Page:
In October 1883, Andrew Mearns launched his environmentalist counter attack on biologistic accounts of poverty, The Bitter Cry of Outcast London: An Inquiry into the Condition of the Abject Poor, refuting the idea that poverty was hereditary and showing it to be the result not of defective biology but of devastating living conditions. The Pall Mall published a condensed version of the pamphlet along with a leader, ‘Is It Not Time?’, calling for more support and action for the poor. Toynbee Hall, a settlement in the East End devoted to practical social reform, was established the following year, inspiring Jane Addams’s radical Chicago settlement, Hull House, at the end of the decade.

Cesare Lombroso’s L’uomo delinquente, arguing for a biological basis for crime, had been published in 1876, and Havelock Ellis extended the argument in The Criminal (1890). By now, George Sims was running his sensationalist series ‘How the Poor Live’, in Pictorial World, poverty porn for the Victorians, teasing his reader with ‘nameless abominations which could only be set forth were we contributing to the Lancet’. The same othering and denigration of the poor was on display in Channel 4’s Benefits Street (2014-15), quite possibly with electoral consequences.

In 1889 Charles Booth began publishing his 17-volume Life and Labour of the People in London, dividing them into eight classes. An irreducible fraction of the population, Booth argued, the ‘vicious or semi-criminal’, was destined to remain in poverty. Debating the Reform Bill of 1867 in parliament, John Bright had referred to a ‘residuum’ of ‘almost hopeless poverty and dependence’ who should be excluded from the franchise for their own sake.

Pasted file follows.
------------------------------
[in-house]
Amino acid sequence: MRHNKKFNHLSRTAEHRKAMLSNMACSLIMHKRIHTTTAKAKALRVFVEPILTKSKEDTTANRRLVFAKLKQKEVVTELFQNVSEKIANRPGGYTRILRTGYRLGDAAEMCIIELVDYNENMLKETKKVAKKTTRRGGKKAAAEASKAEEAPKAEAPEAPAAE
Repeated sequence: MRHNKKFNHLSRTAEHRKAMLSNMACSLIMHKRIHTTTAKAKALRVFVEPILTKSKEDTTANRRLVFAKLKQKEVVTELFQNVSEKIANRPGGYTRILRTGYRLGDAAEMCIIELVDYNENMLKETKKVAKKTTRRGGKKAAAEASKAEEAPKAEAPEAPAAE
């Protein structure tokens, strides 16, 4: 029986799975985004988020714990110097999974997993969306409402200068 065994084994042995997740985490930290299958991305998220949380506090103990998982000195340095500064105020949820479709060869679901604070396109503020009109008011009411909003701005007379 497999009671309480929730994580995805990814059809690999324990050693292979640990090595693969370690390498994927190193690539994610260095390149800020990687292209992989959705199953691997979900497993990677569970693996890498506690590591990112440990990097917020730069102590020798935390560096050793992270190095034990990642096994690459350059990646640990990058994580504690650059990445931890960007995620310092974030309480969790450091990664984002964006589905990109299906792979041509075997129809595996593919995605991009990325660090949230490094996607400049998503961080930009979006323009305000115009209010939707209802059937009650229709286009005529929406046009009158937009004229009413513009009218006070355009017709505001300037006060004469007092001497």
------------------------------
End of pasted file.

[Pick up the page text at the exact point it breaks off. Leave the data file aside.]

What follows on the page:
The idea that national health might be controlled through a neo-Malthusian regulation of reproduction, and that certain social groups might be eliminated by intervention in the nation’s breeding practices, was gaining momentum.

In 1911, James Barr, an Ulster Tory, eugenic activist and president-elect of the British Medical Association, wrote to the Times that sympathy was ‘no business of the State’, speaking out against any move towards a National Health Service. The National Insurance Bill was ‘a long step in the downward path towards Socialism’ that was likely to ‘destroy individual effort and increase that spirit of dependency which is ever found in degenerate races’.

The notion of the residuum set the poor apart, indicating that their descent to the bottom of the social ladder, and into crime – the two were often conflated, as Hardy observed, referring satirically in The Mayor of Casterbridge to ‘households whose crime it was to be poor’ – was somehow inevitable, or natural. In Eugenics and Other Evils (1918), G.K. Chesterton pointed out that what the poor needed was more money, not eugenics. As attitudes towards poverty are hardening again, they now get less, and eugenics is back.